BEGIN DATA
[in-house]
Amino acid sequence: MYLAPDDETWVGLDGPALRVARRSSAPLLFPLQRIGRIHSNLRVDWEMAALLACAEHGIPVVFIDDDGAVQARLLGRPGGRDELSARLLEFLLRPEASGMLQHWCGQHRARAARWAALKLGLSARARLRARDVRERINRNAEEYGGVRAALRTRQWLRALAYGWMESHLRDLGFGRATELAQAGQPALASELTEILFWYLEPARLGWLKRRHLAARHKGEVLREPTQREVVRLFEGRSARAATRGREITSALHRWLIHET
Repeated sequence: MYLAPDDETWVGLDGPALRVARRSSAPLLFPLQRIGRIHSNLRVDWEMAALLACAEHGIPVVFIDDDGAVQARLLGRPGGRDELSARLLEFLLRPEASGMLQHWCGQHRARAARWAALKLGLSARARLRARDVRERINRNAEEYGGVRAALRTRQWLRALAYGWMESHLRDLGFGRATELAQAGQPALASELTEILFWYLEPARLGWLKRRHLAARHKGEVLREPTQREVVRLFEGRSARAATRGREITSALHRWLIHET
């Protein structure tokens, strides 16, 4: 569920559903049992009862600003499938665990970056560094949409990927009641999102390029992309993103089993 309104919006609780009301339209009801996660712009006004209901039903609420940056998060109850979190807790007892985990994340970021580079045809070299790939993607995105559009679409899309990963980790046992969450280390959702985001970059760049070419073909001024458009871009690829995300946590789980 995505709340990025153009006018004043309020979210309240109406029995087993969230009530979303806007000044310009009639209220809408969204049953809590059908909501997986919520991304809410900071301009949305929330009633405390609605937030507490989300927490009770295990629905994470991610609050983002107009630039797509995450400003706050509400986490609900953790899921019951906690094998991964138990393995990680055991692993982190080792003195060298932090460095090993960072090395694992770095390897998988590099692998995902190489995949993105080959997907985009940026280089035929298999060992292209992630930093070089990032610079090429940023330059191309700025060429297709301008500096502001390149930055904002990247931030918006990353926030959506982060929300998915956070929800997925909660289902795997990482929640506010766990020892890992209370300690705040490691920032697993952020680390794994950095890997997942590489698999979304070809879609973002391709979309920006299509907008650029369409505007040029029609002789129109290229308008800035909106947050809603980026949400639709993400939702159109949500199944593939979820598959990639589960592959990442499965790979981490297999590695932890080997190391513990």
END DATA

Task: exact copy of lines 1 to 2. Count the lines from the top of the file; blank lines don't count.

[in-house]
Amino acid sequence: MYLAPDDETWVGLDGPALRVARRSSAPLLFPLQRIGRIHSNLRVDWEMAALLACAEHGIPVVFIDDDGAVQARLLGRPGGRDELSARLLEFLLRPEASGMLQHWCGQHRARAARWAALKLGLSARARLRARDVRERINRNAEEYGGVRAALRTRQWLRALAYGWMESHLRDLGFGRATELAQAGQPALASELTEILFWYLEPARLGWLKRRHLAARHKGEVLREPTQREVVRLFEGRSARAATRGREITSALHRWLIHET